Gary Carter showed something today about the character that has helped make him the finest catcher and one of the highest paid players in his sport.
Two weeks after signing a $15 million contract with the Montreal Expos, Carter today went through the exasperation of a four-hour, 150-mile car ride from West Palm Beach to Key Biscayne and back. The purpose of the jaunt was to fulfill a commitment to appear on ABC's "The Superstars," and, in the process, make a fool of himself on national TV.
When the Superstar finals began this afternoon, Carter was not in sight. Since he was entered today in only one event--the 100-yard dash, in which he was expected to finish last--it seemed obvious he'd decided to duck the aggravation and embarrassment.
Then, just minutes before the race, in strolled Carter, laughing about the terrible traffic on his pilgrimage from the Expos' training camp in West Palm Beach, where he'd spent the morning warming up rookie pitchers and running wind sprints.
Under the best of circumstances, forcing a catcher to run--even the 30 yards to first base--is cruel and unusual punishment. Forcing him to run 100 yards on television against three of the fastest men in the National Football League--James Lofton, Cris Collinsworth and Preston Pearson--borders on sadism.
The gun went off and the NFL players sprinted down the track, leaving Carter chugging 30 yards behind.
As he crossed the finish line, Carter was delighted. "Did you see them blow me away?" he said. "Somebody told me, 'As soon as the gun goes off, you'll be alone.' "
Offered a towel, Carter said, "The way I run, I don't sweat . . . You mean they brought me all the way down here from spring training just to finish last?"
As the times were announced, Carter pretended to be interested. "Twelve point what?" he asked when his incredibly awful clocking was announced.
Carter invested about six hours of his day, plus considerable aggravation, so that he could do one of the things he does worst--sprint--for 12 seconds.
Why? Because he had made a promise.
And he figured he'd have some fun.
After his "dash," Carter sought several of his fellow Superstars--such as winner Skeets Nehemiah and football players Mark Gastineau, Nolan Cromwell and Dwight Clark--to tell a few jokes, slap them on the back and tell them what a great time he'd had all week.
Ironic is not a strong enough word for this scene. Carter's $15 million deal is, by any guesstimate, more money than the other nine competitors here have made or will make in their careers.
Of all baseball's recent zillionaires, Carter may be the most impossible to resent, surpassing even Pete Rose in the "How Can You Begrudge Him" sweepstakes.
"I'm not going to change as a person," Carter said very seriously, as though lecturing himself. "I've always been a very conservative type individual. That's the way I was brought up. I always had a job when I was a kid. If it wasn't cutting lawns or collecting bottles or delivering newspapers, it was, ya know, working at the gas station or at the restaurant as a busboy. I did all that stuff, so I appreciate what I'm going to receive."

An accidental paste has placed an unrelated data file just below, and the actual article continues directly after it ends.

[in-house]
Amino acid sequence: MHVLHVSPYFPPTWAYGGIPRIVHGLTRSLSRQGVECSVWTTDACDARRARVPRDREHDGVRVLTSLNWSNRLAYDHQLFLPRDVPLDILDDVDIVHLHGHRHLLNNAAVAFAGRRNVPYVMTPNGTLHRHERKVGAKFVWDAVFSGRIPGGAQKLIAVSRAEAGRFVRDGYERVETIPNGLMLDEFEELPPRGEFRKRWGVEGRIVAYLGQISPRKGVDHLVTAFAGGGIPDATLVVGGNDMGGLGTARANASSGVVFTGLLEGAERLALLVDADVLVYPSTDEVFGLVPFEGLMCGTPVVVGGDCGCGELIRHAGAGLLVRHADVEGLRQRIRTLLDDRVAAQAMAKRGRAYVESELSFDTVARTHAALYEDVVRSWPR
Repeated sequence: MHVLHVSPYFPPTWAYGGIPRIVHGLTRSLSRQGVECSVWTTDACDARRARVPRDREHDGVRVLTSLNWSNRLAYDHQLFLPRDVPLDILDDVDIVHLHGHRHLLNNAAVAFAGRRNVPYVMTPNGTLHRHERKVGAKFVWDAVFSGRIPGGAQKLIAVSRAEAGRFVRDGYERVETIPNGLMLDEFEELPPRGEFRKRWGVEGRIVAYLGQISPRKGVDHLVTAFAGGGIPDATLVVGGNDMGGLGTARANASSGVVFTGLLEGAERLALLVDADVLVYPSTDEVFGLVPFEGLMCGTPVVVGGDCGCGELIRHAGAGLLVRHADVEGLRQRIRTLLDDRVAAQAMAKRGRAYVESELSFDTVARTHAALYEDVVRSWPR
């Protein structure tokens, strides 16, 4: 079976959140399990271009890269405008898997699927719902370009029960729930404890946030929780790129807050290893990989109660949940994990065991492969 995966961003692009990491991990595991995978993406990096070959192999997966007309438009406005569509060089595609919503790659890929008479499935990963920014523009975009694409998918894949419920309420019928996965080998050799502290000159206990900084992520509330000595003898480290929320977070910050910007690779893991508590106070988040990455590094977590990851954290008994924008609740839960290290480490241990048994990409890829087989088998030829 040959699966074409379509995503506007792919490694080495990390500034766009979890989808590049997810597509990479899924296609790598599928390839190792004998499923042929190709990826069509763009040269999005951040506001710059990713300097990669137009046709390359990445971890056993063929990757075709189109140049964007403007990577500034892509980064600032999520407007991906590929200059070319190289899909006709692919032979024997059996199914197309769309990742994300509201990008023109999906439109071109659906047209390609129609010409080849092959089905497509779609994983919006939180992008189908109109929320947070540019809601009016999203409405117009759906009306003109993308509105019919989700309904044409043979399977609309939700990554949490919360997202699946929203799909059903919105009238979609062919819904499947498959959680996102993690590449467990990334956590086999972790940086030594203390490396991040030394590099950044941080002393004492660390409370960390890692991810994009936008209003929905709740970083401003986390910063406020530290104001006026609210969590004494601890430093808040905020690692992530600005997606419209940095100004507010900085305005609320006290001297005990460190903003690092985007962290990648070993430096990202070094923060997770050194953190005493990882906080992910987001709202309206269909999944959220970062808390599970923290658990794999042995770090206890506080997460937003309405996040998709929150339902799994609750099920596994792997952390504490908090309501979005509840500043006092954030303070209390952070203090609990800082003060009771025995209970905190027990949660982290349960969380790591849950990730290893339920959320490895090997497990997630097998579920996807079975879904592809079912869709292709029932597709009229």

Of course, it's unlikely that any athlete "deserves" the $1.5 million to $2 million-a-year salaries of Dave Winfield, Mike Schmidt, George Foster and Carter. "They set the standard," Carter said apologetically. "I just took what was offered to me. You would have, too."
However, if any of these gentlemen earn their keep, Carter does. Why? Because he plays baseball's hardest and most valuable position better than anybody else in the game, now that the best, Johnny Bench, has rusted and moved to third base.
In the past two years, Carter, 27, has gone from a very good player to a great one. From 1977-79, Carter averaged 24 home runs and 77 RBI a year, but was overshadowed by perhaps the best catching generation in history--Bench, Carlton Fisk, Thurman Munson and Ted Simmons.
Many peers thought Carter deserved Gold Gloves in '78 and '79; "he had passed Bench defensively by 1978," said former teammate Rudy May this week. Carter acknowledges that he thought "a little politics" went into Bench's last two defensive awards, but says, "maybe I'll get a couple someday on reputation, too. That's just how it works."
Now, however, Carter has won back-to-back Gold Gloves and it is his arm, his work on balls in the dirt, his talent for calling pitches and his handling of a young pitching staff that are the standards by which others are measured.
Also, Carter has made the last leap forward as a clutch run producer, overcoming a tendency to press with men on base. In 1980, he hit 29 homers and drove in 101 runs, and last season, he had 68 RBI in only 100 games.
In answer to those who criticize Carter's .251 average of last year and his .265 career mark, he said, "Any manager will tell you that more than half of any catcher's worth is what he does on defense. I agree with that . . . I'm never going to hit .300, but if I work hard on my defense and produce runs like I have . . .
"They say all catchers are a little goofy," Carter said later. "Bench told me that he thought catching one game was the equivalent (in wear and tear) to five games for a player at any other position. I'm sure with the years it'll take its toll . . .but, right now, I just really enjoy what I'm doing."
That even applies to doing the dirty work that catchers always fall heir to, be it warming up wild rookies in West Palm Beach or finishing last in the 100-yard dash--all in the same long day.
Carter, sitting in the shade in the cool of the approaching evening, sums up this fleeting business of being on top:
"There's nothing in this world," he says, "that I want or need."